5 Places To Look For Your Brand's Story
Finding your authentic brand’s story isn’t a luxury for the touchy-feely. Given our overloaded channels of communication and the general lack of trust with advertising messages, finding your brand's true emotional core and expressing it through your brand’s story is essential.
First, know what you're looking for.
Ask any storywriter "what are you trying to say through your story?" Chances are you’ll get some expression of their worldview or values. Ask a marketer and you might get something resembling an elevator speech. Brand stories are very different and far more powerful than that.
Most elevator speeches describe function -- For example: we help advertisers make the most of social media, or I empower people to find their inner artist. But even the best-crafted elevator speech only takes you to the next floor. Your key to the higher floors is found in your brand's story.
Like the author's story, brands can express beliefs and values like the importance of freedom or discovery. When shared, buyers become involved on an emotional level supporting your brand's true meaning. You'll see this happen as more people write great reviews and online posts about your brand. Or you’ll see a big jump in positive responses to survey questions like "is this brand for people like you?"
To find, clarify and promote your brand's story, don’t look to what you do. Look to why you do it. Beliefs and values explain behaviors. You may have to do some excavating to find them, but it's well worth the work. Here are five places to look.
1. Ladder up
Start with the most important functional outcome your brand delivers, such as time/money savings. Then consider the underlying value associated with that benefit, such as freedom from worry. Then explore why it’s important. Keep asking why until you get to your root cause. You’ll know you’ve reached it when you’re comfortable completing the sentence: "We (or I) believe that __ is important." Ask yourself how you can uniquely call it your own, and manifest it through what you do.
2. Describe the enemy
Another way to find your story is to describe its opposite. If you were to do things the wrong way, what would that be? What do you value least? Think of the enemy your brand needs to overcome -- then start to develop its character. Describe what your enemy values most. Sometimes a road paved with what you don't believe will lead you to the place where you belong.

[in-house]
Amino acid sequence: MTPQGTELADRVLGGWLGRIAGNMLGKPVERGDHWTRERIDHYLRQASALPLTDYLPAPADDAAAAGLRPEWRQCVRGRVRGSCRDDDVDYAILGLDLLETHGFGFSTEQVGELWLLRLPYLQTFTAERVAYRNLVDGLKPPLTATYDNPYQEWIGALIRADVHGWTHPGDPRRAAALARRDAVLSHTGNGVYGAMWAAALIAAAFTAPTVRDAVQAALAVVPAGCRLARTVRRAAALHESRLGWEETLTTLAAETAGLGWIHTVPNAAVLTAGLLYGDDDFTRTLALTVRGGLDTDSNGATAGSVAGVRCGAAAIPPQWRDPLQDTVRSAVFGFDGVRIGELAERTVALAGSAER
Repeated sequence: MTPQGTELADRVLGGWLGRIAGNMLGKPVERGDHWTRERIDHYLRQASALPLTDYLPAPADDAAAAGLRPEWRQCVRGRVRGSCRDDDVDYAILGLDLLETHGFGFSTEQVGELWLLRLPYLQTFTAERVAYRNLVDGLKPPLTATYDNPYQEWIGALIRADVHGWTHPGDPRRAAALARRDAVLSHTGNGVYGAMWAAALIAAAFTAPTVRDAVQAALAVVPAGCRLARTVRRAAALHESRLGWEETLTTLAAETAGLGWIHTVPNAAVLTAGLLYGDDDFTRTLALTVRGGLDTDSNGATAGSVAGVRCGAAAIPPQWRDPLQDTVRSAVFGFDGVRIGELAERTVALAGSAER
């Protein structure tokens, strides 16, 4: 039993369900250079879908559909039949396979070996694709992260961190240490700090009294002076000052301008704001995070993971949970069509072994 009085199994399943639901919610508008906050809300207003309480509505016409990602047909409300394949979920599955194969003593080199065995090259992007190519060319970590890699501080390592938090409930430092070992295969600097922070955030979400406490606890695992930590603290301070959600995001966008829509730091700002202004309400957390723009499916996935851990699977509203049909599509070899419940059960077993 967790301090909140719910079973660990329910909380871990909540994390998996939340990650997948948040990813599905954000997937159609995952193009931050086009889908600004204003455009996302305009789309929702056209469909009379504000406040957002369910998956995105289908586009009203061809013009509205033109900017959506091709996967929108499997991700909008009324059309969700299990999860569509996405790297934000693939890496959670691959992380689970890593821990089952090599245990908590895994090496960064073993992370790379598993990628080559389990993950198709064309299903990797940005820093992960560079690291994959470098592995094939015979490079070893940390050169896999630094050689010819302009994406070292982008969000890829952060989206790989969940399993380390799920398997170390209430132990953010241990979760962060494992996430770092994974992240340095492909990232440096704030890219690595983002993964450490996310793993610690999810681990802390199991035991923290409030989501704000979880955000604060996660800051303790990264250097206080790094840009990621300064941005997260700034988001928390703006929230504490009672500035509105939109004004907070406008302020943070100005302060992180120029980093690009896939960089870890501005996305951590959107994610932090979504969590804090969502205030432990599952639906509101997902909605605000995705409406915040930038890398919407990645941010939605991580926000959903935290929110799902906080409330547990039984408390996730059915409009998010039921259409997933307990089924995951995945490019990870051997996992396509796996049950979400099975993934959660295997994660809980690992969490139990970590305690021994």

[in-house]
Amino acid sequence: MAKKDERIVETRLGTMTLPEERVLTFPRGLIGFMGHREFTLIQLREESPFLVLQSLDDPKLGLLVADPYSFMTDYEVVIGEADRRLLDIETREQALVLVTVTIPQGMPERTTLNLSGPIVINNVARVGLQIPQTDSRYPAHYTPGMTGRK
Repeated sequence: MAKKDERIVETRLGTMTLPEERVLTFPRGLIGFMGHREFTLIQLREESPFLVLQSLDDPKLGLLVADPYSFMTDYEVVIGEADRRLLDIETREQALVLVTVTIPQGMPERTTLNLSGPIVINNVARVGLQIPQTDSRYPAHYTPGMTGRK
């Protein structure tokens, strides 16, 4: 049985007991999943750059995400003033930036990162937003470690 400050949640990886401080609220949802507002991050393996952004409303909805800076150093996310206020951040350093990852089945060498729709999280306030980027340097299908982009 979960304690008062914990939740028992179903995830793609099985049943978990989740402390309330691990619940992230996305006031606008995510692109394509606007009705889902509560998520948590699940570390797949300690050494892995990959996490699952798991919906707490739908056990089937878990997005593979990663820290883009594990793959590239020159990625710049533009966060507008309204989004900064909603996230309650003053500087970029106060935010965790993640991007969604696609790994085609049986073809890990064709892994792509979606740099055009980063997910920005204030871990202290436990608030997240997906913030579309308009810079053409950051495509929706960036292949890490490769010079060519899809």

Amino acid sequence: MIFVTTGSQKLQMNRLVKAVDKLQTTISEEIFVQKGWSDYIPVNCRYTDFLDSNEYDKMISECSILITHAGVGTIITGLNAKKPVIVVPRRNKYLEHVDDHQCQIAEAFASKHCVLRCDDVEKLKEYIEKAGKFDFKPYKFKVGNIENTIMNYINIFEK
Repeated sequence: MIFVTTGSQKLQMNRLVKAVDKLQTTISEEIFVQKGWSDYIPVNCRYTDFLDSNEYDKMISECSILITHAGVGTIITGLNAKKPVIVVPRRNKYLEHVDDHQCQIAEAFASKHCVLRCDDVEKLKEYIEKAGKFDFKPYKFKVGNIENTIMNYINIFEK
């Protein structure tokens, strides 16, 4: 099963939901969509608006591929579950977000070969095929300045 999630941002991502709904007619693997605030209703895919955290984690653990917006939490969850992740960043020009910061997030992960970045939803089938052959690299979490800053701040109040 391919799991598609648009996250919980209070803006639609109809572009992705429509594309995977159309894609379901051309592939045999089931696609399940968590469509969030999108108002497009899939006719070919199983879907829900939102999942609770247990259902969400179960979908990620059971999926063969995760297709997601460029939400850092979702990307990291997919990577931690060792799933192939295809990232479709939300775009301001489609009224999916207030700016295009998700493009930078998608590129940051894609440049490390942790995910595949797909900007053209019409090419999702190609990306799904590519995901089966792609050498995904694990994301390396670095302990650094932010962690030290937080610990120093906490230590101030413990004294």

3. Find a role model story character
Think of your brand as a story character. There are many books available that describe archetypes your brand might associate with (the caregiver, the maverick, etc). If you don't have access to these, try identifying a story hero your brand most resembles. Explain why in terms of what that hero values as important. But know the difference between what they do and why they do it. Superman's purpose was not to jump tall buildings in a single bound. He was driven by his belief in upholding justice and the American way.
4. Review a list of values
It’s hard to find one word that best describes what you believe is most important. There are a number of value lists you can access on the Internet. Go through them, and circle those values that apply. Review the circled values to start the process of elimination. Keep doing this until you land on one single value that best describes your brand's cause.
5. Get feedback from customers and employees
Ask what they think you value most. They often interpret your purpose based on their experience with you and competitive brands. You’ll gain clarity or discover reasons why you need to better tell your story.
It takes time to narrow your brand's story to something single-minded. You may find your brand is too fractionalized to land on one single story. In cases like these, it's best to consider why your brand identity is fractionalized. Just remember -- without a single story, your brand is vulnerable to the competitor who has one.
Even more important than finding your brand’s story is living it. It's one thing to have a brand story, and quite another to show little support for it. Worse yet, as many politicians have learned, contradictory evidence can permanently destroy credibility. Be certain your story is authentic and fully supported by your product(s), actions and communication.